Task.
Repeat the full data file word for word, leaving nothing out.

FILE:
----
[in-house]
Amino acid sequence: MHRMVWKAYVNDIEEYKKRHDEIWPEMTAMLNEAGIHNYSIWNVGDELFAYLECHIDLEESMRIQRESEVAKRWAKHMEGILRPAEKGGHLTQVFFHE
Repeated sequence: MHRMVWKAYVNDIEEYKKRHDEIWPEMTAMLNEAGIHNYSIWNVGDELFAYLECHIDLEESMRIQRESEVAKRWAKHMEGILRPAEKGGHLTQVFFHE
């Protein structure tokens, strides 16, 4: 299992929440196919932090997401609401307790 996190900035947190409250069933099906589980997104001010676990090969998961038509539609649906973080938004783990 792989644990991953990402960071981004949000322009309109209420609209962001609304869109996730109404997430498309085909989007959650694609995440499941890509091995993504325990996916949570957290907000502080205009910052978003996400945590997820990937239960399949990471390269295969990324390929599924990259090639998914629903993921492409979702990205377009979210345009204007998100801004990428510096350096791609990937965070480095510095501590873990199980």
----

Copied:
[in-house]
Amino acid sequence: MHRMVWKAYVNDIEEYKKRHDEIWPEMTAMLNEAGIHNYSIWNVGDELFAYLECHIDLEESMRIQRESEVAKRWAKHMEGILRPAEKGGHLTQVFFHE
Repeated sequence: MHRMVWKAYVNDIEEYKKRHDEIWPEMTAMLNEAGIHNYSIWNVGDELFAYLECHIDLEESMRIQRESEVAKRWAKHMEGILRPAEKGGHLTQVFFHE
């Protein structure tokens, strides 16, 4: 299992929440196919932090997401609401307790 996190900035947190409250069933099906589980997104001010676990090969998961038509539609649906973080938004783990 792989644990991953990402960071981004949000322009309109209420609209962001609304869109996730109404997430498309085909989007959650694609995440499941890509091995993504325990996916949570957290907000502080205009910052978003996400945590997820990937239960399949990471390269295969990324390929599924990259090639998914629903993921492409979702990205377009979210345009204007998100801004990428510096350096791609990937965070480095510095501590873990199980």